Gamers who thought that the current crop of RDNA2 and RTX 30-series GPUs were already demanding might be in for a surprise, if the most recent drop of leaks is to be believed.
Both kopite7kimi and Greymon55, established leakers in their own rights, seem to be in agreement that some of Nvidia’s upcoming Lovelace GPUs will land somewhere north of the 400W range. These figures would presumably be for the top models of the RTX 4000 series, built on AD102 silicon, successors to the RTX 3080 / Ti and RTX 3090.
Besides pushing the GPU core as hard as possible, a great deal of this power budget will come from the continued use of the hot and power-hungry GDDR6X memory on Nvidia’s top models.
Separately, Bondrewd of the Beyond3D forums left hints on Navi 31, the top SKU from AMD’s RDNA3 line-up, suggesting that the multi-chiplet GPU would sit below 500W in total board power draw and below 350 mm² per graphics core die.
With an estimated size of 600-650 mm² for the two GCDs alone, and perhaps 800 mm² for the whole GPU (when including the Infinity Cache-bearing MCDs), 3Dcenter believes that Navi 31 will end up in the region of 450-480W for total board power.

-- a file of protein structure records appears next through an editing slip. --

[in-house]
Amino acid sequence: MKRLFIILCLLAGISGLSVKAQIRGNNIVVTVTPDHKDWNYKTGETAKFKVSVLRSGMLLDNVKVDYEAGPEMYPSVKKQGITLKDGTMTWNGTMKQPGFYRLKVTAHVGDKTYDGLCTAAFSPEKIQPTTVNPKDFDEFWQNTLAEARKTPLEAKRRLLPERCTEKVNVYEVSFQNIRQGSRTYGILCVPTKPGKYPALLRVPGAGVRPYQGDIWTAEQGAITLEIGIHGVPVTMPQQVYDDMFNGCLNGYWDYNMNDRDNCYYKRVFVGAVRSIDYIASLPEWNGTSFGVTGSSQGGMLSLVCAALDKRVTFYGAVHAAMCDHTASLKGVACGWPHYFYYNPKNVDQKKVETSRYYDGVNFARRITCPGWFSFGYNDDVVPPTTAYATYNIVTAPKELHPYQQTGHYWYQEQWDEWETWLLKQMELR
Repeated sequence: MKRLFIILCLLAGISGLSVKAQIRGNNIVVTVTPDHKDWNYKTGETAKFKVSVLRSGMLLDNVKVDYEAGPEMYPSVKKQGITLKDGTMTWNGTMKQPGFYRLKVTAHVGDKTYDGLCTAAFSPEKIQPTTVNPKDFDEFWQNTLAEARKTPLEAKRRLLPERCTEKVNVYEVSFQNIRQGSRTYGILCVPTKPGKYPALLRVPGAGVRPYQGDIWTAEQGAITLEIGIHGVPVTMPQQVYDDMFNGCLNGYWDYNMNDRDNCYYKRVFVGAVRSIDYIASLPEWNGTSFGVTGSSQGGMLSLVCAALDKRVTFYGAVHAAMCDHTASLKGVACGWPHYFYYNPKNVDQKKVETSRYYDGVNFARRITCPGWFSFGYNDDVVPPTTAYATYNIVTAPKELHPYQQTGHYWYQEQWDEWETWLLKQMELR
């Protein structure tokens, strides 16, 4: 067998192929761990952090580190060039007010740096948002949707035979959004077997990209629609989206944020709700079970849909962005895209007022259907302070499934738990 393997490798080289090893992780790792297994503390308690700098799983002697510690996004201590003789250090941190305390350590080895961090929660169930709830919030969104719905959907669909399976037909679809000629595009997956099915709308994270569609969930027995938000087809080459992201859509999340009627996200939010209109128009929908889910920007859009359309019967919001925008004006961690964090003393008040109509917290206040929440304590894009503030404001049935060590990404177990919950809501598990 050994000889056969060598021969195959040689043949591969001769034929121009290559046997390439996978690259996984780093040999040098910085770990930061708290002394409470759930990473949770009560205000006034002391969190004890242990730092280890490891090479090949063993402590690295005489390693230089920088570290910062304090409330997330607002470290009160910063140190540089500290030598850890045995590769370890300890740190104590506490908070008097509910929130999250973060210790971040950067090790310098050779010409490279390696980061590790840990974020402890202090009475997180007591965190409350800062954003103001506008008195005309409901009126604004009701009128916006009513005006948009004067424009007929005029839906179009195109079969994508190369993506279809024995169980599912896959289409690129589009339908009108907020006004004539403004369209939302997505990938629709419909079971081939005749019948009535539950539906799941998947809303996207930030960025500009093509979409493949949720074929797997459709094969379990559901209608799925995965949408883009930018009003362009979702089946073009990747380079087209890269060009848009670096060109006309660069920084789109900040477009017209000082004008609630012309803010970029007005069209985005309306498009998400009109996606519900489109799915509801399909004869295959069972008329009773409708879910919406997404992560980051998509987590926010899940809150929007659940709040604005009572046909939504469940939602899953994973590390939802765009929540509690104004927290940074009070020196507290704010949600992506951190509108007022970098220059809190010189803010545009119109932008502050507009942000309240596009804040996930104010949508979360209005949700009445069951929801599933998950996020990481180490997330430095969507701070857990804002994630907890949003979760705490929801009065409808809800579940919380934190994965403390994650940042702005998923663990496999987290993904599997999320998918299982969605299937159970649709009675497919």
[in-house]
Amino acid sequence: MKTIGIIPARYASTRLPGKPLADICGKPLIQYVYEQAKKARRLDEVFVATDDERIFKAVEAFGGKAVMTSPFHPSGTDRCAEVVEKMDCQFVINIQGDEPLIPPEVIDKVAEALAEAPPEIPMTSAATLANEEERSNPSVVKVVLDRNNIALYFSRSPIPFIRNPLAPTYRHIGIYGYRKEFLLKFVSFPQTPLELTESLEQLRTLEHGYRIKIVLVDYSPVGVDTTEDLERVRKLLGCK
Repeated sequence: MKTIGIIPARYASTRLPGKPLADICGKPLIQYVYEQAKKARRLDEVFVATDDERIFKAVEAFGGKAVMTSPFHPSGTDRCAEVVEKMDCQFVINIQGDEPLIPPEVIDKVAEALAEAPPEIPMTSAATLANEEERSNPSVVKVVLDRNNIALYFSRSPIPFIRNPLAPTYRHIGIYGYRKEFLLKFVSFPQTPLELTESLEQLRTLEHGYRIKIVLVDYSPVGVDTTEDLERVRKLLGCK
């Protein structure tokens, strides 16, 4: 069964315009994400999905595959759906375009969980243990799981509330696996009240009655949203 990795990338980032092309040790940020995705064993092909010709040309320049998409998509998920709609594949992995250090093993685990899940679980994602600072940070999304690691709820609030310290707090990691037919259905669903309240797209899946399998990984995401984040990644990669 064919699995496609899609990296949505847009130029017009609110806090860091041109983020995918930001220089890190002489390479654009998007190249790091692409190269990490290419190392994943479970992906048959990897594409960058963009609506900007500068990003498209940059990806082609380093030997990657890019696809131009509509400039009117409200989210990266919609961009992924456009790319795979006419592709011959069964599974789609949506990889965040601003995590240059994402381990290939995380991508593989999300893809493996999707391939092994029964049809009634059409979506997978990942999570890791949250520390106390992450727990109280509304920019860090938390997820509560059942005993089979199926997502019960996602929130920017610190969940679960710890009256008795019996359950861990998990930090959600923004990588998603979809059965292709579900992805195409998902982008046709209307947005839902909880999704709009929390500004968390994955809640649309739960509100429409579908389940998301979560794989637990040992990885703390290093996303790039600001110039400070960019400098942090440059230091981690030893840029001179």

Although the GPUs are nowhere near from release, these numbers are already concerning. In addition to being a bigger strain on PSUs and cooling in smaller cases, the growing power draw of GPUs is increasingly leaving gaming laptops behind.
Size and weight constraints of gaming laptops limit their cooling ability, and TDPs have remained stubbornly fixed as a result, with mobile GPUs rarely given more than 150W to work with, and that’s the bulkier models that have lots of cooling.
That was good enough when the 180W GTX 1080 was the bar to beat, but the RTX 2080 called for 215W, and the RTX 3080 asked for 320W, taking gaming laptops from near-parity to only half the power of a desktop card in just a few generations.
That’s excluding how growing die sizes have locked out the top end GPUs from laptops entirely, with the laptop RTX 3080 and RX 6800M actually using a lower tier silicon than their desktop counterparts. Or how partner cards routinely draw even more power reference numbers, like EVGA’s FTW3 pushing the RTX 3080 to almost 400W.
Surely 400W+ GPUs are unlikely to trouble top end battlestations with immaculately designed cooling and kilowatt power supplies. But for regular gamers — those using smaller cases, or on laptops, or keeping hold of an ol’ reliable 500W PSU — they’re becoming a major problem.